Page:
Wide view photo of Bryce Canyon National Park
Bryce Canyon, begging for some backpacking time
When we finally arrived in Escalante, after several hours of car travel that found me pulling over every 100 feet to gape in awe at the landscape, we were shrouded in serene silence. Prior to this trip, I had spent the better part of the past decade fawning over Arizona, which, outside of Phoenix, is generally gorgeous (there’s also excellent running there). After going to Escalante, though, I think I might spend the better part of the next decade endlessly extolling the virtues of The Grand Staircase, because it is otherworldly in its beauty.

Photo of Route 12 in Grand Staircase-Escalante National Monument
Words, there are none.

What I often enjoy most about hiking is the way that it appeals to my literary sensibilities. It’s impossible to spend time in the expansive isolation of a place like Escalante and 1) not feel inspired by the raw power of nature; and 2) not be entirely humbled by that power. The entire Grand Staircase National Monument spans about 1.9 million acres of harsh, abrasive landscape that brings nature’s sublimity into stark relief. The monument’s endless shelves of slickrock simultaneously beckon to visitors—they appear easy to traverse—while also guaranteeing danger and despair to those who are unprepared or who otherwise underestimate the demands that this landscape places on its visitors.

Picture of Devil's Garden in Escalante
The author, in the distance, slickrock scrambling

Warning sign about heat exposure in Devil's Garden
Good to know
As I said to my wife, Escalante made me feel small. Apart from it being huge, it is also entirely “off the grid,” as they say. Cell phone reception outside of the town of Escalante itself is at best inconsistent but, for the most part, is nonexistent. This doubles, of course, for the Internet. Escalante truly is a place “to get away from it all,” but it is also a place that is absolutely away from it all. My meager (as of right now) wilderness skills wouldn’t sustain me for too long out there, which is why, again, we opted for some straightforward day hikes.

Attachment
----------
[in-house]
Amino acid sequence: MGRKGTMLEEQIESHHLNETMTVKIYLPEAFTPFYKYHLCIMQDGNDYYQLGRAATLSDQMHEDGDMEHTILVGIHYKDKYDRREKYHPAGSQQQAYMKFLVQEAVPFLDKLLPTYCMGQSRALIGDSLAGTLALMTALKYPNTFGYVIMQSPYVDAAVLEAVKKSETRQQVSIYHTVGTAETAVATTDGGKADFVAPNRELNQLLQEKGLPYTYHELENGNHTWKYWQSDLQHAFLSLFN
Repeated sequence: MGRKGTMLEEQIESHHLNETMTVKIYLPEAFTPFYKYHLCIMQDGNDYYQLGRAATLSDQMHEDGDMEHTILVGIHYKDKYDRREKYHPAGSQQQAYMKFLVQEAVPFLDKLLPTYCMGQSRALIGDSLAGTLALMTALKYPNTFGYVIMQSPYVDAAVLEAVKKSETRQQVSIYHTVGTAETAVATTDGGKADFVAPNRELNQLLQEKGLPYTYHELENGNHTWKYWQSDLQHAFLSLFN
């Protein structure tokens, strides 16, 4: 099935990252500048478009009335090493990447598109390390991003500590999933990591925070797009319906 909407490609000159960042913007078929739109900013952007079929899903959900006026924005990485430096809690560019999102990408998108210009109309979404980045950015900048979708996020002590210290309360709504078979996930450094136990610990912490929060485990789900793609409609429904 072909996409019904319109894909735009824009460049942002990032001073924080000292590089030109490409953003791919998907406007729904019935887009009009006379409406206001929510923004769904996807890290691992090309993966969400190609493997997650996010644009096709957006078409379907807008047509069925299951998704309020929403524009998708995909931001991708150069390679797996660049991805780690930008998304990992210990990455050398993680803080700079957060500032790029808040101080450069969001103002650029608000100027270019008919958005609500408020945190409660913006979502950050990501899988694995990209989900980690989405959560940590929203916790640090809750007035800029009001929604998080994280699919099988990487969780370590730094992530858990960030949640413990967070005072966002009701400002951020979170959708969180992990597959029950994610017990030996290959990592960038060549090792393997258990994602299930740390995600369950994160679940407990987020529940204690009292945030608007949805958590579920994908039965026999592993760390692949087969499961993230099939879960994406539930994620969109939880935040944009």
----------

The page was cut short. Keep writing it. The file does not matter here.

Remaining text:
Photo of swimmers at Lower Calf Creek Falls
Lower Calf Creek Falls from the bottom

View looking down from Route 12 at the Lower Calf Creek Falls trail
Lower Calf Creek Falls, perilously, from the top
Finally, our trip ended rather unceremoniously in Las Vegas.  I won't post any pictures from that leg of the journey because, after all, this is a family blog.  Also, if you've ever seen a Gucci store, then you've seen about 80% of the Vegas Strip.  And, you know, what happens in Vegas stays in Vegas for the good of everyone involved.

Now, I'm back.  It pains me to admit that the summer is about half over.  The upside is that the fall racing season is almost upon us.  I needed this vacation.  I had this vacation.  Now, back to work.

I'll see you out there.  Just stay cool in this summer heat.

Friday, July 1, 2016

Friday Funny

It's July 1, and here in the United States, we are preparing for a long holiday weekend in celebration of Independence Day on July 4th.

It is in that spirit that I am calling attention to the dog in the following video.  This dog is a good dog, and on this Friday before a weekend of what I hope will be rest and cookouts for all of you, I think we can all learn a thing or two from this dog.

Sometimes, we just need to rest and relax.  Right there, right now, whatever is comfortable.  Just relax.

Runners, if you have long workouts scheduled for this weekend, keep our furry friend in mind: run, and then stop, and then relax.
A safe holiday to all of you.